The Pomaracina (Ovis aries Linnaeus, 1758) is an Italian sheep breed bred for meat production.
From a systematic point of view it belongs to:
Species O. aries,
Geographical and Areal Distribution –
The Pomarancina sheep breed is a sheep bred in the province of Pisa and specifically in the municipalities of Pomarance, Montecatini Val di Cecina, as well as in the neighboring hilly areas of the Volterra area up to the border with the province of Siena.
Origins and History –
The Pomarancina sheep breed is a sheep that largely derives from the Apennine breed of which it still retains common morphological traits.
This breed was once very widespread (so much so that today animals can still be found in the Volterra area and other nearby municipalities and in the Siena area) and had been selected over the centuries starting from the Apennine breed (which gave rise to almost all the breeds present today on the Tuscan-Emilian Apennines).
With the progress of the specialization of agriculture and animal husbandry, this breed then experienced a gradual decline and only about twenty years ago, the Pomarancina sheep seemed destined for extinction: in the historical area of origin, the municipality of Pomarance from which takes its name, and a few hundred animals were still raised in the Cecina Valley.
Today, thanks to some protection projects and programs, attempts are being made to preserve this breed and for some years Slow Food has also created the Pomarancino Lamb Food Community.
The current size is estimated at around 1200 heads.
The Pomarancina sheep is a medium-sized breed, with white fleece, open with long curls, pink skin and pigmentation like the mucous membranes.
It has a height at the withers of 70-80 cm for males and 60-65 cm for females, with a weight of 60-75 kg for males and 55-65 kg for females.
The head is fine and light, without horns and with a straight or slightly mutton-shaped profile which is more accentuated in males.
It has small, narrow ears that are carried horizontally or slightly drooping.
The neck is well attached and of medium length and the trunk is quite long and straight with a broad chest.
The limbs are solid and relatively long.
Productive attitude –
The Pomarancina breed has a fertility (percentage ratio between the number of ewes born and the number of ewes sent for breeding) of around 90% and a prolificacy (percentage ratio between lambs born and the number of ewes born) of 129%.
The average lifespan of specimens at first birth is 14 months.
For meat production, take into account that the average weight of the subjects in kg at 45 days ranges from 14 to 15 kg for males and from 13 to 13.5 kg for females.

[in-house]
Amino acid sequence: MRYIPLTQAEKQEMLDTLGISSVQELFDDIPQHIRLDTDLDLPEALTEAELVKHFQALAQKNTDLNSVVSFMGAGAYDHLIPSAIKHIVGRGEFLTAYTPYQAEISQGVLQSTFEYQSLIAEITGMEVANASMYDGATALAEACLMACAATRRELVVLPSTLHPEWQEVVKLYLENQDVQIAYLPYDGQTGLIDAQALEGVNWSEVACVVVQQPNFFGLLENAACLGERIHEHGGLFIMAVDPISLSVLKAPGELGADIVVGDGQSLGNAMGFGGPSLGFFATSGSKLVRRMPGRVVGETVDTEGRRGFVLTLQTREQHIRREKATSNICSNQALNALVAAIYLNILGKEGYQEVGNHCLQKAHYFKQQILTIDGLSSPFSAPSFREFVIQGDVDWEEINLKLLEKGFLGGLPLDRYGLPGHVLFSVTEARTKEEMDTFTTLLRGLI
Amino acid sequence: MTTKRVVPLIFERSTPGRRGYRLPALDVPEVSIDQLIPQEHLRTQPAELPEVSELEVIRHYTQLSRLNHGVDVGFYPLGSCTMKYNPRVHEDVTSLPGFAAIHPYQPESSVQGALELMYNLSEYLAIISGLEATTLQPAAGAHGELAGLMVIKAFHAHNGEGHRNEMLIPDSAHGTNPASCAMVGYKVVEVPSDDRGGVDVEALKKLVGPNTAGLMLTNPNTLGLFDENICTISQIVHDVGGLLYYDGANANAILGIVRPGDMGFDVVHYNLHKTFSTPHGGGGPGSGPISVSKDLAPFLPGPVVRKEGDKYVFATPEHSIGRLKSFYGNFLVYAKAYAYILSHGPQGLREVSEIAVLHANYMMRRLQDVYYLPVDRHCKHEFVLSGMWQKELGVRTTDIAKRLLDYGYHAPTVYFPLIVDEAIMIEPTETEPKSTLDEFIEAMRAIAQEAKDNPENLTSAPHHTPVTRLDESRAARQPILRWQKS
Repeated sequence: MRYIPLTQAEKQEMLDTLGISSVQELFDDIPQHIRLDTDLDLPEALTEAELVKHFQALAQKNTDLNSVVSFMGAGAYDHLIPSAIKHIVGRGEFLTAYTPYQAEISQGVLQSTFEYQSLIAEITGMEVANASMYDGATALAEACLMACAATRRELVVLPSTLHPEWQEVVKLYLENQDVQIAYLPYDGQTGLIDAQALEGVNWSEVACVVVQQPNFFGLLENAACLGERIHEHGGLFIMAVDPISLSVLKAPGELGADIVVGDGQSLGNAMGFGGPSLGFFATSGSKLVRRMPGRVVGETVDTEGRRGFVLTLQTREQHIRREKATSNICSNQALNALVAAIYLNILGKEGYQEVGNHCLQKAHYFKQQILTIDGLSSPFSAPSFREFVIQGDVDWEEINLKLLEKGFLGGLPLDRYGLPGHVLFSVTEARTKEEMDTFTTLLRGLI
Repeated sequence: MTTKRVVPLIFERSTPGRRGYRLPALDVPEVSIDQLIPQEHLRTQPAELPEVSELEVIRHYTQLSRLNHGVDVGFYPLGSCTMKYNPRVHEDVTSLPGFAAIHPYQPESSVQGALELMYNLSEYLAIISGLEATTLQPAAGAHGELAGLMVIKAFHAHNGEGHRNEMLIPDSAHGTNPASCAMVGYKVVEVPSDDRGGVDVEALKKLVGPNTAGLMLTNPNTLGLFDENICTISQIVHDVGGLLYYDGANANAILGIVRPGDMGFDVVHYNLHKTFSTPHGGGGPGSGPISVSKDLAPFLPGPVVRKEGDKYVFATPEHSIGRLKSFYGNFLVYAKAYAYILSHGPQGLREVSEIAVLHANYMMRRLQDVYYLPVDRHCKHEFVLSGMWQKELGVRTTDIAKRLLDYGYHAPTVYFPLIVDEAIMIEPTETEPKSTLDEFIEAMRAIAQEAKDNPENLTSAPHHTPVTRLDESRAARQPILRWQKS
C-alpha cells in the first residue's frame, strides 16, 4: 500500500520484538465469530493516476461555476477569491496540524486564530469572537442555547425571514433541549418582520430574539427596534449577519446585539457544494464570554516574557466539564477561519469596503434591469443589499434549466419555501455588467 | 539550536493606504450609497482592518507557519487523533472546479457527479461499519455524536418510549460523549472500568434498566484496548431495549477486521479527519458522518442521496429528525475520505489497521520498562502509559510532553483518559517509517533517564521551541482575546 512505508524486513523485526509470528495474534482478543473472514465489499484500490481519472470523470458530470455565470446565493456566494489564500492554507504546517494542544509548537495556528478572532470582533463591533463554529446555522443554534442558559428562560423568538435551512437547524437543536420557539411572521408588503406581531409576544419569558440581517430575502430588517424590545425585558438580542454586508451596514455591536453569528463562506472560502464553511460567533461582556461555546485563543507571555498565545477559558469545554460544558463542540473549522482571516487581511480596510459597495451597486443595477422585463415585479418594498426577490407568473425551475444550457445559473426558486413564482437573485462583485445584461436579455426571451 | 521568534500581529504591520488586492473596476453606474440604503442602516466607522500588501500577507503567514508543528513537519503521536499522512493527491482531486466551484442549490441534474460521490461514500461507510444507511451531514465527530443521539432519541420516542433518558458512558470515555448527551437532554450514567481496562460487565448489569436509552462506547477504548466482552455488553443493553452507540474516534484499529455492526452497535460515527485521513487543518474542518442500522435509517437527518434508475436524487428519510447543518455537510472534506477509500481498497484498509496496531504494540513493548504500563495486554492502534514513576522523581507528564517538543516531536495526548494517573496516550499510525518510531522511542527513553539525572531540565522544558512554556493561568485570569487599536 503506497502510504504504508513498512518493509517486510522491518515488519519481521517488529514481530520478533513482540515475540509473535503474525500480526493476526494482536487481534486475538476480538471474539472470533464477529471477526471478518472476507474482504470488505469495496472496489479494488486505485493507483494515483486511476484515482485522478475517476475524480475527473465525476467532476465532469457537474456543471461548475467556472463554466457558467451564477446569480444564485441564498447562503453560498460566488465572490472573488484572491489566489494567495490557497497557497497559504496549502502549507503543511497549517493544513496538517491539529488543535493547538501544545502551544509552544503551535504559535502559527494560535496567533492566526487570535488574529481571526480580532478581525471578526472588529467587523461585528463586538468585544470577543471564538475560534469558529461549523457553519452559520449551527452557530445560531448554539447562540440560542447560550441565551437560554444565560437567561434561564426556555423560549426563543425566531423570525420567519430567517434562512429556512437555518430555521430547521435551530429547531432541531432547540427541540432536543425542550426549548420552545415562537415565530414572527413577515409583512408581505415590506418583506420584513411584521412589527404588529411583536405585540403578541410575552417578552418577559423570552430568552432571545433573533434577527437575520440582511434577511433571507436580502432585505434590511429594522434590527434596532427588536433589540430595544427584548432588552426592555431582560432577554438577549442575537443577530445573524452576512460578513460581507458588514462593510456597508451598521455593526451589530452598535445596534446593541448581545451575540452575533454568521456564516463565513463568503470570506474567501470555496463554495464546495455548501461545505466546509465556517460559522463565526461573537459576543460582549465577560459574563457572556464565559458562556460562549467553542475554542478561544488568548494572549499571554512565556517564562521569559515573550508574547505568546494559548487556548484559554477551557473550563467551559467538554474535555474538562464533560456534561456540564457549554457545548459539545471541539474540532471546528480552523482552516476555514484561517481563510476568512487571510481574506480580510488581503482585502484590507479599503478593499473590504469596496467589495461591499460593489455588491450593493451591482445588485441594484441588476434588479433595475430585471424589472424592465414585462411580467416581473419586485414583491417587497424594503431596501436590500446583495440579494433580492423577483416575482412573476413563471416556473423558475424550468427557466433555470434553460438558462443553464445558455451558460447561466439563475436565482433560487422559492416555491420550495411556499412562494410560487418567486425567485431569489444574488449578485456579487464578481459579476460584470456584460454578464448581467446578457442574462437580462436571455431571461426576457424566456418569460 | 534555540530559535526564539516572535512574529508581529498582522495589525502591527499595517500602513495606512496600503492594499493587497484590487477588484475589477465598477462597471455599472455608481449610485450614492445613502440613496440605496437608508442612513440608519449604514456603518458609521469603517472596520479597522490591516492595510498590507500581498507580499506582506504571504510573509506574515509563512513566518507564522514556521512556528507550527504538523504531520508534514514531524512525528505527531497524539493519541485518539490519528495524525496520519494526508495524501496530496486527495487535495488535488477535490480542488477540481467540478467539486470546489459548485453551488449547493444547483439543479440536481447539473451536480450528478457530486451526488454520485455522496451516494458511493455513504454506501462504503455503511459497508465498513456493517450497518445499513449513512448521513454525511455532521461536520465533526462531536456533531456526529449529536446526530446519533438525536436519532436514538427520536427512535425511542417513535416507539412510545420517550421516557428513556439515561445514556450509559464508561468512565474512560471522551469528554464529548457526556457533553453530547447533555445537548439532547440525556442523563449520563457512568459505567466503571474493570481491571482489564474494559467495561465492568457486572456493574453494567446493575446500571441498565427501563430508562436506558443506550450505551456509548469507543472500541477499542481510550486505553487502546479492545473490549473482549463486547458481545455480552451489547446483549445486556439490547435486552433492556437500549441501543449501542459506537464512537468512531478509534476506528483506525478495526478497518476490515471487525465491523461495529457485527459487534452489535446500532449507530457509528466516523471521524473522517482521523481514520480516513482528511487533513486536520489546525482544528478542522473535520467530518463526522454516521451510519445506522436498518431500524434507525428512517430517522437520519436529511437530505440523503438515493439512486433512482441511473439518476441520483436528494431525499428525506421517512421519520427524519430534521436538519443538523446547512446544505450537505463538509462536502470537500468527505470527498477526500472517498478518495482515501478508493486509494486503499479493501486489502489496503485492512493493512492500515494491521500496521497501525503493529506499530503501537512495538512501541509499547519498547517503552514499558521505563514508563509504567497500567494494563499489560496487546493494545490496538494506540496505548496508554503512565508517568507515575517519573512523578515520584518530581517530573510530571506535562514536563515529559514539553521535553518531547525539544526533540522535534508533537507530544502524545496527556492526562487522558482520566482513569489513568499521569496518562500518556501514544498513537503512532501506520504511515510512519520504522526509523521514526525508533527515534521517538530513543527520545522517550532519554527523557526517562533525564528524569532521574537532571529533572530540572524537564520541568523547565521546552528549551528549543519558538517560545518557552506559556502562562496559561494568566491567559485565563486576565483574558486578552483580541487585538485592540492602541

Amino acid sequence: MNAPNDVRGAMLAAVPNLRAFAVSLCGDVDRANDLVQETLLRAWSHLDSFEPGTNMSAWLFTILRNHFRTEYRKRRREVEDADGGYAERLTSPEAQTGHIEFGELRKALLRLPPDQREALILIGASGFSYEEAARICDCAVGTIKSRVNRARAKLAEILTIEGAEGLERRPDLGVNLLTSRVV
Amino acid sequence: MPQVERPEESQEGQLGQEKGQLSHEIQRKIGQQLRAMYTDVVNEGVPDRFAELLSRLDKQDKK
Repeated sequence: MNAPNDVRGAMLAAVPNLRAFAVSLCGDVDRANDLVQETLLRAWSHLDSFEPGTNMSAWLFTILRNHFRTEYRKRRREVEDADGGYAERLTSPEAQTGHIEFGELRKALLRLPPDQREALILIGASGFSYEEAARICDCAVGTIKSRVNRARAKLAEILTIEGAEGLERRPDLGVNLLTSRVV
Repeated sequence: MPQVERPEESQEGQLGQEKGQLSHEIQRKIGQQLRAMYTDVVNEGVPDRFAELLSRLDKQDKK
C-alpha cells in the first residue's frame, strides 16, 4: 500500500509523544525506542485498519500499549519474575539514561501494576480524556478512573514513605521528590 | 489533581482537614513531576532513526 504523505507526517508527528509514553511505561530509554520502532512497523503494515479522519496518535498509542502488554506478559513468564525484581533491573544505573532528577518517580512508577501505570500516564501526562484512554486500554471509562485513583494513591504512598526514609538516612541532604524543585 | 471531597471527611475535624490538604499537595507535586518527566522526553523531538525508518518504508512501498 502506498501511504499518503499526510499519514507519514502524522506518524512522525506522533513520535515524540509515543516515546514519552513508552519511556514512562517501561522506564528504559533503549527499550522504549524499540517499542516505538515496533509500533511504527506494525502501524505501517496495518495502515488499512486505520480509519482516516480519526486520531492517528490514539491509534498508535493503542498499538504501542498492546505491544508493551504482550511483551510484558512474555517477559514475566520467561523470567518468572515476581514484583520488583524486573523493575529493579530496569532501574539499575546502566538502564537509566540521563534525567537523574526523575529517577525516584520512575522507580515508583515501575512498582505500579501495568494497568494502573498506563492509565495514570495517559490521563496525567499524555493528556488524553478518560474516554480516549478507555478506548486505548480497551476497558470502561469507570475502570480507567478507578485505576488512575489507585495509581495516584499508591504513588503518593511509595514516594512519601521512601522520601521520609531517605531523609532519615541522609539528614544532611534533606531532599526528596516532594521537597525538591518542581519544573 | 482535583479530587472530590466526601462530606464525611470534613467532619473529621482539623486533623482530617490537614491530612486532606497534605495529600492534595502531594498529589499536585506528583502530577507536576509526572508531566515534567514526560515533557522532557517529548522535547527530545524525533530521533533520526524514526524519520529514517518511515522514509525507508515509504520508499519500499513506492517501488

For milk the indicative production is 60-80 liters (6-7% fat), mostly fed by the lamb.
For wool there is an average production of 2.5 kg of dirt for rams and 1.5 kg for sheep; it is a coarse quality, from mattress and padding.
This is a very rustic sheep population, raised in a permanent semi-wild form. It adapts very well to breeding in marginal areas.
This sheep is appreciated for the quality of its meat and its rusticity, which made it suitable for the often impervious hilly pastures of these areas. The breed also offered a good production of milk and wool (in fact, it seems that historically for the selection merino sheep of this breed were also used to improve this production).
The lambs are slaughtered at around sixty to ninety days of age, when they have reached a weight of around fifteen kilograms. Their meat, characterized by a dark pink color that contrasts with the white of the fatty part and by a good consistency, is excellent cooked in the oven or in sauce (the classic buglione) and, for these reasons, is highly appreciated by the local gastronomy.
Traditionally the animals are raised in groups of around fifty animals, to make the most of the surrounding pasture. Rustic and robust, they live all year round in the wild or semi-wild state. In periods when forage is lacking, the pasture can only be supplemented with hay and cereals grown on the farm.
Meat is available in winter and spring.
– Wikipedia, the free encyclopedia.
– Balasini Dialma, 2001. Applied zootechnics. Sheep and goats. Sheep and goats. For technical and professional institutes, Caledrini Edagricole, Bologna.
– Daniele Bigi, Alessio Zanon, 2010. Atlas of native breeds. Cattle, horses, sheep, goats, pigs raised in Italy, Edagricole-New Business Media, Bologna.